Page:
Will Full Service Intelligent Mail join this list?

--The Big Dig - Boston MA - Began 1982, completed 2007; Budget $2.8 Billion; final $22 Billion
--Channel Tunnel - First plan 1802, started 1988, completed 1994, 80% over budget
--Sydney Opera House - $7 million estimated cost, 10 years late, 14 times over budget
--Concorde - Last flight for the 20 units in 2003 with development costs six times projected budget
--F-22 Raptor - No budget allotment in 2010
--NPOESS (National Polar-orbiting Operational Environmental Satellite System) - cancelled February 2010

All of these projects were complex, over budget, late - and several were finally cancelled. During the development and construction, benefits were quite difficult to envision and justify amidst the chaos.

Is the Full Service Intelligent Mail project out of control with risks far greater than suggested benefits?

You might be thinking that Full Service is not a construction effort for a tangible item. Okay, that's fair. Consider Information Technology projects and four related surveys that identified reasons for failure and see if anything you've experienced while implementing Full Service IMb rings a bell:

Bull Survey (1998)
Missed deadlines 75%
Exceeded Budget 55%
Poor Communications 40%
Inability to meet project requirements 37%

KPMG Canada Survey (1997)
Poor project planning
Weak business case
Lack of top management involvement and support
Schedule overruns
60% of failed projects planned to take less than one year to complete

Chaos Report (1995)
Cost Overruns, Time overruns, Content Deficiencies: Lack of resources, unrealistic expectations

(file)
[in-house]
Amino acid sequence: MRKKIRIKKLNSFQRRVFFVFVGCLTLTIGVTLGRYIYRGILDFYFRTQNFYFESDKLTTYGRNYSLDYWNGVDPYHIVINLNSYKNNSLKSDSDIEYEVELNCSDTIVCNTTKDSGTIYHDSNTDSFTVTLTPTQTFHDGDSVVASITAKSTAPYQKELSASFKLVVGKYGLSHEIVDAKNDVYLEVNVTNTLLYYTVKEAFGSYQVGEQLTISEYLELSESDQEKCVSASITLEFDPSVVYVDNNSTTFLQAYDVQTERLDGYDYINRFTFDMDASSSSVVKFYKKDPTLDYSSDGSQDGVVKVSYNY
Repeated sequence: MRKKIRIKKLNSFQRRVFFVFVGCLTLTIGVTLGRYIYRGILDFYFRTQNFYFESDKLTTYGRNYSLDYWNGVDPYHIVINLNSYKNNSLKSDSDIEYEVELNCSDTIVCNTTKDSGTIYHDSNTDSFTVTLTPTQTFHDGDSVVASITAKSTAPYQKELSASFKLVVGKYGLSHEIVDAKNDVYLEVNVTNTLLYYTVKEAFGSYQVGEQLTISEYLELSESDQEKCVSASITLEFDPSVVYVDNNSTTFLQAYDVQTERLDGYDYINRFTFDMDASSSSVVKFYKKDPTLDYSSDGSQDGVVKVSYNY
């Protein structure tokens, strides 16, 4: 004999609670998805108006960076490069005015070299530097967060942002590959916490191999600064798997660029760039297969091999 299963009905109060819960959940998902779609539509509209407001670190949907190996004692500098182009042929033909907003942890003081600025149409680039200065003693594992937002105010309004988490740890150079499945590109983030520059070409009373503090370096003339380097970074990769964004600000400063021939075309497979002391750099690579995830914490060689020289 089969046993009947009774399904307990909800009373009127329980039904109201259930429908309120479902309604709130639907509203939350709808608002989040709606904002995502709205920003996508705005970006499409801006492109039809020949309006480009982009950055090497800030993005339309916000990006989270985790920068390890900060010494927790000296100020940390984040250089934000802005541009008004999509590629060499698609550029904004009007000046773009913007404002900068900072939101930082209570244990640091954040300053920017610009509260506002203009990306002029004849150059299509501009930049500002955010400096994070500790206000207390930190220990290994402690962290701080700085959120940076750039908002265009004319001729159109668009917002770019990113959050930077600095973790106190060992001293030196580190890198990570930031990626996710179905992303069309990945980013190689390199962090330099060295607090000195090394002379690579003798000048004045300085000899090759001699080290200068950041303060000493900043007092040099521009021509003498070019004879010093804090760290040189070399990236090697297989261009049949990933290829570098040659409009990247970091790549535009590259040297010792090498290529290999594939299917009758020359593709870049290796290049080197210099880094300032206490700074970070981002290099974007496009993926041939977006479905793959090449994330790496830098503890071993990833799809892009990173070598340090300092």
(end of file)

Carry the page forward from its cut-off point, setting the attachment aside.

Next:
OASIG Study (1995)
Lack of attention to human and organizational aspects of IT
Poor project management
Poor articulation of user requirements: failure to involve users appropriately

But those studies were in the late 90s - a decade ago. Okay then, according to a May 2008 article in Developer World, frequently changing requirements and too many people having a say in the matter are two reasons why information technology projects are over budget and late.

Here's the reality check. With the recent announcement of a November 2010 "Phase IV planned postage assessments" for some IMb Full-Service requirements, as well as non-compliance with time frames to use the "free" address correction data, this program is full of risks and no rewards from the industry perspective.

Full Service has cost my company a large amount of money to implement, created many problems in processing jobs, added vast amounts of time and increased our exposure for additional unseen risks. The skill set required to work with the postage payment process is at an IT level - not clerical - which means more money and staffing changes.

Mail is not perfect. There are many last-minute changes that clients have to make that cause compliance with Full Service to be nearly impossible and still make the requested in-home date. Software vendors have to develop and release many software updates that they can not always keep up and release before properly tested - much less allow me time to test.

While the USPS announced the November compliance or loss of postage discount, I have not read anything from the USPS that balances its errors. Where's my payback for the time drivers sit at the USPS because USPS personnel don't know what forms they're supposed to be looking for? What about any reimbursement for when the USPS does not close our destination entry appointments that make me look like a "no show"? And just where's the payback for having to prepare paper postage statements AND input postage payment electronically when there are PostalOne issues?

What ever happened to the basic business concept, "Make it easy for your customer to give you money?"

Full Service Intelligent Mail - the USPS' version of The Big Dig.

Wanda Senne is the National Director of Postal Development for World Marketing. Contact her at wsenne@worldmarkinc.com or 770-431-2591.